The research explains why Rapamycin may retard aging and Alzheimer

Dec 7, 2016 | | Say something

The research explains why Rapamycin may retard aging and Alzheimer ;

A proven approach to slow the process aging and associated diseases is dietary restriction. New research helps explain the action of a drug that appears to mimic that process -. Rapamycin

A proven to slow the aging process approach is dietary restriction, but new research in the Linus Pauling Institute at Oregon State University helps explain the action of a drug that appears to mimic that process -. Rapamycin

Rapamycin, an antibiotic and immunosuppressant approved for use about 15 years ago, has attracted great interest because of its apparent ability – at least in tests with laboratory animals – to emulate the ability of dietary restriction to help animals to live long and healthy

However. This medication has some drawbacks, including increased insulin resistance that could set the stage for diabetes. The new findings, published in Journals of Gerontology: Biological Sciences help explain why this happens and what can be done to address

They suggest that a combination of rapamycin and. another drug to offset this increase in insulin resistance may provide the benefits of this medicine without the unwanted side effect.

“this could be an important breakthrough if it helps us find a way to get the apparent benefits of rapamycin without increasing insulin resistance,” said Viviana Perez, assistant professor in the Department of Biochemistry and Biophysics in the OSU college of Science.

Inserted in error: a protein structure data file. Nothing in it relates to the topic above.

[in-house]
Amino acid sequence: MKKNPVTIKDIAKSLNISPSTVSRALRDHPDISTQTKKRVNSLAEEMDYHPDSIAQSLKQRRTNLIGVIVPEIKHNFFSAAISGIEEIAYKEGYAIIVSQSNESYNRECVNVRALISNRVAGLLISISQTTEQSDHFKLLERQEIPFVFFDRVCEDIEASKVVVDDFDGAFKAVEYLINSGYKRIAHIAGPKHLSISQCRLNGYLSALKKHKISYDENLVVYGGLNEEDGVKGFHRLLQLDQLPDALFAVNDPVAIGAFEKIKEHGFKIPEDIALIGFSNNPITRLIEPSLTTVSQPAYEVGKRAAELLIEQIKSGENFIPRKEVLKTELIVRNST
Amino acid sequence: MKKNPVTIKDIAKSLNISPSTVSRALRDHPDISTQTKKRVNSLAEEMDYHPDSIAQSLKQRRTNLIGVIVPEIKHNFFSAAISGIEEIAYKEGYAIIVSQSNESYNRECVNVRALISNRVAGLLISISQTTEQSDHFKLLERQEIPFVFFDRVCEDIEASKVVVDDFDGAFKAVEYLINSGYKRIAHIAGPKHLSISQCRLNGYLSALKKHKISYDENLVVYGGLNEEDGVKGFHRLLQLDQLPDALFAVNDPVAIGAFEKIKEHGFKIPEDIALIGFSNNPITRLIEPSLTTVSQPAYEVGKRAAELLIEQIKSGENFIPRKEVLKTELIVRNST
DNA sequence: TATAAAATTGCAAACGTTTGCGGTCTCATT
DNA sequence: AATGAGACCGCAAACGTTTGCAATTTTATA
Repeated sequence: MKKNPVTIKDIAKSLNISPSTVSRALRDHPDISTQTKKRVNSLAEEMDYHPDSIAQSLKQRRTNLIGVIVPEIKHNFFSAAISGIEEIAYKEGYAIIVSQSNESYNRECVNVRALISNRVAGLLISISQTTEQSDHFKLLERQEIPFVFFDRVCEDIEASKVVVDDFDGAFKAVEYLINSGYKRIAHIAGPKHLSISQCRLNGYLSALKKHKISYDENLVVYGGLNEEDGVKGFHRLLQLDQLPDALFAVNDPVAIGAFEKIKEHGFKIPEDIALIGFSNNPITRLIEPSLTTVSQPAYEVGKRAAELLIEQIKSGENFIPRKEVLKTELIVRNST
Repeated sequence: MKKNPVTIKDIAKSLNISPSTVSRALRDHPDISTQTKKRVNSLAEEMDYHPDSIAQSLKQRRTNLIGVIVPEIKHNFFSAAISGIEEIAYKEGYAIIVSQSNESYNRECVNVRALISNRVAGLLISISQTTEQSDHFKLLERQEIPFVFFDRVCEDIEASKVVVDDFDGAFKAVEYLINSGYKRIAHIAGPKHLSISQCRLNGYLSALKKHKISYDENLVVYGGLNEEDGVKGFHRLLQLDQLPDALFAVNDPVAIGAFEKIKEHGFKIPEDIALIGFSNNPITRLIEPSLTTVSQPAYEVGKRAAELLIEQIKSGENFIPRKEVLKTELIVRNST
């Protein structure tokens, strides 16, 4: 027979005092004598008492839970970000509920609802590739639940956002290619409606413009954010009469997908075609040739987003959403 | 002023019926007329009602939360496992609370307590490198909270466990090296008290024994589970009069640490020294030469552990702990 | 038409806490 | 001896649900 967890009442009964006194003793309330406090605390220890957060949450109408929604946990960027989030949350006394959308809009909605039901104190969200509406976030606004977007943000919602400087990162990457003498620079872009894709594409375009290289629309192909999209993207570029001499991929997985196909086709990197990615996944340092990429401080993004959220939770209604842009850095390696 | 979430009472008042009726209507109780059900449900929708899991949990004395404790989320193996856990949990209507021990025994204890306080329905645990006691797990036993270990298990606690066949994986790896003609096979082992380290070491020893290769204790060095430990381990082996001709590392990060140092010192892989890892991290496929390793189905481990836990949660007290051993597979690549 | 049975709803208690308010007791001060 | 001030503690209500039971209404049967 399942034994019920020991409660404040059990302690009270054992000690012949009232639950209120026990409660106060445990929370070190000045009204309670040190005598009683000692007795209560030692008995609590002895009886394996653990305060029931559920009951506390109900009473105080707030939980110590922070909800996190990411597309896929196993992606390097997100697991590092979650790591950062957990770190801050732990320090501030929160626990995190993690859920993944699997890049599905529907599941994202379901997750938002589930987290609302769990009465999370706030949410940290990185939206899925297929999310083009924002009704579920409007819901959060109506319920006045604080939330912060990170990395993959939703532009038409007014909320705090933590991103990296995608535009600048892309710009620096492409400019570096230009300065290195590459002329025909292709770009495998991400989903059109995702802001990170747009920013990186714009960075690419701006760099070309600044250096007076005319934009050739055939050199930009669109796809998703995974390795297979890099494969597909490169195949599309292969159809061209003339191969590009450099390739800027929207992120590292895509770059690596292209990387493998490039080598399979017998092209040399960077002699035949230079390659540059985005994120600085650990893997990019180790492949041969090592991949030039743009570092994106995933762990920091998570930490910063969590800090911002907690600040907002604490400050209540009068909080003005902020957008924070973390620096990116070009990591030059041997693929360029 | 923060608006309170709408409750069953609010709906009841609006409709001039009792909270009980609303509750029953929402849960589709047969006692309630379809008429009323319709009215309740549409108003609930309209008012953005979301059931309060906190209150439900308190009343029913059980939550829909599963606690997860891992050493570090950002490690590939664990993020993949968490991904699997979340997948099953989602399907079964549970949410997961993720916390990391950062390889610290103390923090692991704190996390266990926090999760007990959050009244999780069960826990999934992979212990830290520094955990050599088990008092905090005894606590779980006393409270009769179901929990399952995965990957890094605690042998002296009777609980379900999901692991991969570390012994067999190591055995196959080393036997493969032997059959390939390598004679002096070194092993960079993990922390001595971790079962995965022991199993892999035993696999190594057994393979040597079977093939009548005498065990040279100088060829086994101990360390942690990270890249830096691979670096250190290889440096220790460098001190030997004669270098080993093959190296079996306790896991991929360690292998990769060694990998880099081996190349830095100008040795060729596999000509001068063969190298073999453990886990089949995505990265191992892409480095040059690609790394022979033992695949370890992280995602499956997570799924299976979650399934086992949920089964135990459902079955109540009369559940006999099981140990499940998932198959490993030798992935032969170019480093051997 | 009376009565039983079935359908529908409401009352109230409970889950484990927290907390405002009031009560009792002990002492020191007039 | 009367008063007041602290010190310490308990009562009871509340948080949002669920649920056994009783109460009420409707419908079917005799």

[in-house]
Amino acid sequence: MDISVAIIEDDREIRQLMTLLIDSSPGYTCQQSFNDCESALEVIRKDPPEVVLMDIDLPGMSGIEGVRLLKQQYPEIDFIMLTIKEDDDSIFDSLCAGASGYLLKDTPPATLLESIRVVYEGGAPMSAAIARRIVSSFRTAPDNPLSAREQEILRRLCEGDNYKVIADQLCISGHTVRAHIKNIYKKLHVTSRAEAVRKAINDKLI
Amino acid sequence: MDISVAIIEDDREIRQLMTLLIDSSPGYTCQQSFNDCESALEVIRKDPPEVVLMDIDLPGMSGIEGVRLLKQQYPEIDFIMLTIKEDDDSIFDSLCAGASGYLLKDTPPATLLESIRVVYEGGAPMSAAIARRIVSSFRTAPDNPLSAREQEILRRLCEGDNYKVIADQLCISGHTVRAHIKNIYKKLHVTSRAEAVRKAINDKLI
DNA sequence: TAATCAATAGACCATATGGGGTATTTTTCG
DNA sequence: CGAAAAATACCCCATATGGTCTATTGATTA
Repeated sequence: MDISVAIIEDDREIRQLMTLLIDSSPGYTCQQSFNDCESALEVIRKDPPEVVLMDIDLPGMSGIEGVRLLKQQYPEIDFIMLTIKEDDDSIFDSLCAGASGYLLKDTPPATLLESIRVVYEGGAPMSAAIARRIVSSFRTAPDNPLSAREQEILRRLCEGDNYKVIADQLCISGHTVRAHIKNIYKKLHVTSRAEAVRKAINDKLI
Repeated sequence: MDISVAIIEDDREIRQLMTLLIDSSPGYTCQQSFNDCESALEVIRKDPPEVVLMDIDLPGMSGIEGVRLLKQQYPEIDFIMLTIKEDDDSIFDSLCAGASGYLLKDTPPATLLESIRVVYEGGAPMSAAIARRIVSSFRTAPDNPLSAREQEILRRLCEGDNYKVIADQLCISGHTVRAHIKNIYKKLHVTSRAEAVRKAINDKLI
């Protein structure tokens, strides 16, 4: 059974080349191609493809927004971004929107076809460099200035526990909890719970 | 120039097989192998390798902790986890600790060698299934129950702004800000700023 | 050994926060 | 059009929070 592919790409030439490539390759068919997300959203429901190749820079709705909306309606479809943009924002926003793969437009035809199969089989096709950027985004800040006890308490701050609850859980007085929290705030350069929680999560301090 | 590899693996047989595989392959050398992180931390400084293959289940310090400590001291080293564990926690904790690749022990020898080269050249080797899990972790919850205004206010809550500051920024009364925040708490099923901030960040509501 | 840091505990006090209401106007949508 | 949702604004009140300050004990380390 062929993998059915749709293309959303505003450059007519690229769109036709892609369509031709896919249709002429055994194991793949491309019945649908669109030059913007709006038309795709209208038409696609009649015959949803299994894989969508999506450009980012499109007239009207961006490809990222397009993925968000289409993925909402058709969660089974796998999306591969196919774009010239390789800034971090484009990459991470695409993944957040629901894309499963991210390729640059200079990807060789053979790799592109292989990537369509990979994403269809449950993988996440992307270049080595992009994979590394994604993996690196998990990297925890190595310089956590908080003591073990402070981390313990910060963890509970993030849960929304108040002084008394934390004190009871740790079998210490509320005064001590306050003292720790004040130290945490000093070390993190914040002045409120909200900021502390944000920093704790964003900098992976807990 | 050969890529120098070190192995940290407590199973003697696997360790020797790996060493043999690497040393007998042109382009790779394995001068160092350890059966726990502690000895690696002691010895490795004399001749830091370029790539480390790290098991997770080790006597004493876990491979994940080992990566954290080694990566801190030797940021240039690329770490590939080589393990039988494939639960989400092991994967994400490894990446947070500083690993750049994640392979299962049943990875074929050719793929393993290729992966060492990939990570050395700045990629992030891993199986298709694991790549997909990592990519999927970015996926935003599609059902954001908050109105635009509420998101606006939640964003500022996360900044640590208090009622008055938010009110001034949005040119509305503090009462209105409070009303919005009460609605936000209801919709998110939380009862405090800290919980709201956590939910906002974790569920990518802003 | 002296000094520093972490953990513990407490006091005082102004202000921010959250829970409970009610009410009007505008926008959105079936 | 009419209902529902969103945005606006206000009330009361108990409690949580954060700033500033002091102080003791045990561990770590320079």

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“could provide a way not only to increase life expectancy, but to address some age-related diseases and improve overall health,” Perez said. “We could find a way for people to not only live longer, but to live better and higher quality of life.”

age-related diseases include many of the degenerative diseases that affect billions of people worldwide and are among the leading causes of death :. disease, diabetes, cardiovascular disease and cancer, Alzheimer

laboratory mice that received rapamycin have reduced dependent decrease age in spontaneous activity, they demonstrated more fitness, improving cognition and cardiovascular health, had less cancer and lived substantially longer than mice fed a normal diet.

Rapamycin, first discovered from the soil of Easter Island or Rapa Nui in the South Pacific Ocean, is mainly used as an immunosuppressant to prevent rejection of organs and tissues. In recent years was also observed that it can function as a metabolic “signaling device” that inhibits a biological pathway that is found in almost all higher forms of life – the ability to detect when food has been eaten, the energy is available and which is fine for cell proliferation, protein synthesis and growth proceeding

called mTOR in mammals, the term “mammalian target of rapamycin”, this pathway has a critical evolutionary value -. an agency that helps prevent excessive cell growth and expansion when energy supplies are insufficient. That helps explain why some form of track has been preserved through a multitude of species, from yeast to fish to humans.